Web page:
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Yesterday we reported on a new study of our ancient Neolithic ancestors who first began the practice of dairy-related animal husbandry and discussed the implications this may have with regards to the controversial questions – should human’s drink cow’s milk?  Now a second study has just been published in The American Journal of Human Genetics tracing the origins of the ability to digest milk in Ethiopia.
A genetic phenomenon, called ‘soft selective sweep’, which allows for the selection of multiple genetic mutations that all lead to a similar outcome - the ability to digest milk - has been characterised for the first time in humans.
- See more at: http://www.ancient-origins.net/news-general/should-humans-drink-cow-s-milk-part-2-digesting-milk-ethiopia-00790#sthash.pj8ffMbj.dpuf
for the first time in humans.  The study demonstrated that individuals from the Eastern African population have adapted to be able to digest milk, but via different mutations in their genetic material. We need lactase when we are babies to digest our mother's milk, so in babies large amounts of lactase enzyme are expressed by our genes. When we are older we no longer rely on our mother's milk for essential nutrients, so in most humans manufacture of the lactase enzyme stops through de-activation of the corresponding gene. However, subtle mutations in the regulatory region of the gene in some individuals cause lactase to carry on being expressed into adulthood. "Our genetic make-up determines our ability to digest milk into adulthood. Just over a third of the global population have inherited genes that allow us to make lactase, the enzyme that digests milk, as adults,” said Professor Dallas Swallow, from the Department of Genetics, Evolution and Environment. "This study shows that several different genetic changes that allow our bodies to make lactase have emerged independently. Changes to our lifestyle over the past 10,000 years -- including diet, altitude acclimatisation and infectious disease resistance -- will likely have caused many genetic adaptations of this kind,” said Swallow. Only in the last 5,000 to 10,000 years have humans started drinking the milk of other animals, following advances in our ability to herd animals. In times of plenty, being able to drink the milk of other animals would not have given a particular advantage to those with lactase persistence. However, in situations where food sources became scarce, individuals capable of producing lactase as adults would be able to drink the milk of their animals, increasing their chances of survival. Ethiopia has been subject to frequent droughts that contribute to famine. Individuals who can digest milk are more likely to increase their chance of survival under these conditions. - See more at: http://www.ancient-origins.net/news-general/should-humans-drink-cow-s-milk-part-2-digesting-milk-ethiopia-00790#sthash.5IY1f88B.dpuf
Yesterday we reported on a new study of our ancient Neolithic ancestors who first began the practice of dairy-related animal husbandry and discussed the implications this may have with regards to the controversial questions – should human’s drink cow’s milk?  Now a second study has just been published in The American Journal of Human Genetics tracing the origins of the ability to digest milk in Ethiopia.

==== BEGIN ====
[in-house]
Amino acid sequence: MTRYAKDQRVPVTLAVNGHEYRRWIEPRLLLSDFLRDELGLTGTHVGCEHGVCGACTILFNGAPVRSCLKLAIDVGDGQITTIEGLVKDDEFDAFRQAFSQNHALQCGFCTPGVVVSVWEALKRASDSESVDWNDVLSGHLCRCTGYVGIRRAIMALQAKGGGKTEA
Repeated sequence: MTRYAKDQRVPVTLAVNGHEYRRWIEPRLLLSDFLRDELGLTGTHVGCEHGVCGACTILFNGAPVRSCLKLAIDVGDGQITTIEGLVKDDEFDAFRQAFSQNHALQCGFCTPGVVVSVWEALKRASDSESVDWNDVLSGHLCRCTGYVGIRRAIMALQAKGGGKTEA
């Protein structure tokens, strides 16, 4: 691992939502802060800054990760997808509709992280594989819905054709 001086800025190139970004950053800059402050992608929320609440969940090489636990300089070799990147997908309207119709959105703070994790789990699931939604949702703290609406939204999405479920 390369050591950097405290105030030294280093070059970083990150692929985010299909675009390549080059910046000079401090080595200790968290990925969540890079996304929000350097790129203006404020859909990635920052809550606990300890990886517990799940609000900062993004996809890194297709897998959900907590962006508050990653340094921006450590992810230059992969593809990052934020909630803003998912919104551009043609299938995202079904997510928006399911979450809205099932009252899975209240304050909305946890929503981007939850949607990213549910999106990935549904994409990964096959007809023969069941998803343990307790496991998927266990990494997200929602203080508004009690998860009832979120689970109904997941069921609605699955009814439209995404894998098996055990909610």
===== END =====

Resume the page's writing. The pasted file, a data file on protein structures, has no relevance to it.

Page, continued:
A genetic phenomenon, called ‘soft selective sweep’, which allows for the selection of multiple genetic mutations that all lead to a similar outcome - the ability to digest milk - has been characterised for the first time in humans.  The study demonstrated that individuals from the Eastern African population have adapted to be able to digest milk, but via different mutations in their genetic material.
We need lactase when we are babies to digest our mother's milk, so in babies large amounts of lactase enzyme are expressed by our genes. When we are older we no longer rely on our mother's milk for essential nutrients, so in most humans manufacture of the lactase enzyme stops through de-activation of the corresponding gene. However, subtle mutations in the regulatory region of the gene in some individuals cause lactase to carry on being expressed into adulthood.
"Our genetic make-up determines our ability to digest milk into adulthood. Just over a third of the global population have inherited genes that allow us to make lactase, the enzyme that digests milk, as adults,” said Professor Dallas Swallow, from the Department of Genetics, Evolution and Environment.
"This study shows that several different genetic changes that allow our bodies to make lactase have emerged independently. Changes to our lifestyle over the past 10,000 years -- including diet, altitude acclimatisation and infectious disease resistance -- will likely have caused many genetic adaptations of this kind,” said Swallow.
Only in the last 5,000 to 10,000 years have humans started drinking the milk of other animals, following advances in our ability to herd animals. In times of plenty, being able to drink the milk of other animals would not have given a particular advantage to those with lactase persistence. However, in situations where food sources became scarce, individuals capable of producing lactase as adults would be able to drink the milk of their animals, increasing their chances of survival.
Ethiopia has been subject to frequent droughts that contribute to famine. Individuals who can digest milk are more likely to increase their chance of survival under these conditions.
- See more at: http://www.ancient-origins.net/news-general/should-humans-drink-cow-s-milk-part-2-digesting-milk-ethiopia-00790#sthash.pj8ffMbj.dpuf